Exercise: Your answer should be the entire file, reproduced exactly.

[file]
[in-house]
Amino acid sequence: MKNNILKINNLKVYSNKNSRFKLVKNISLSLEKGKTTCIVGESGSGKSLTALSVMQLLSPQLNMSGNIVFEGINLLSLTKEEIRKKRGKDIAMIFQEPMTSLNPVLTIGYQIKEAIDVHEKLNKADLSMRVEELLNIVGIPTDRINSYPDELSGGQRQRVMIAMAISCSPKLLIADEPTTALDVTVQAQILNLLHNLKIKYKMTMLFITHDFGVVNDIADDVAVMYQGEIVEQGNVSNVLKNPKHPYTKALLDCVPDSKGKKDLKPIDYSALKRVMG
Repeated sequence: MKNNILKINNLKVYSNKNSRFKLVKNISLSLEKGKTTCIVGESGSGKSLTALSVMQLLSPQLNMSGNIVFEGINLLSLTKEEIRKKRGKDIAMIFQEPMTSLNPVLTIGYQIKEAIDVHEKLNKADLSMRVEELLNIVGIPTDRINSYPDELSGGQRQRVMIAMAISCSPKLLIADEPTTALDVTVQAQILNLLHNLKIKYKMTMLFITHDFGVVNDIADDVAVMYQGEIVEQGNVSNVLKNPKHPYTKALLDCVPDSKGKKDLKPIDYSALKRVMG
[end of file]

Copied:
[in-house]
Amino acid sequence: MKNNILKINNLKVYSNKNSRFKLVKNISLSLEKGKTTCIVGESGSGKSLTALSVMQLLSPQLNMSGNIVFEGINLLSLTKEEIRKKRGKDIAMIFQEPMTSLNPVLTIGYQIKEAIDVHEKLNKADLSMRVEELLNIVGIPTDRINSYPDELSGGQRQRVMIAMAISCSPKLLIADEPTTALDVTVQAQILNLLHNLKIKYKMTMLFITHDFGVVNDIADDVAVMYQGEIVEQGNVSNVLKNPKHPYTKALLDCVPDSKGKKDLKPIDYSALKRVMG
Repeated sequence: MKNNILKINNLKVYSNKNSRFKLVKNISLSLEKGKTTCIVGESGSGKSLTALSVMQLLSPQLNMSGNIVFEGINLLSLTKEEIRKKRGKDIAMIFQEPMTSLNPVLTIGYQIKEAIDVHEKLNKADLSMRVEELLNIVGIPTDRINSYPDELSGGQRQRVMIAMAISCSPKLLIADEPTTALDVTVQAQILNLLHNLKIKYKMTMLFITHDFGVVNDIADDVAVMYQGEIVEQGNVSNVLKNPKHPYTKALLDCVPDSKGKKDLKPIDYSALKRVMG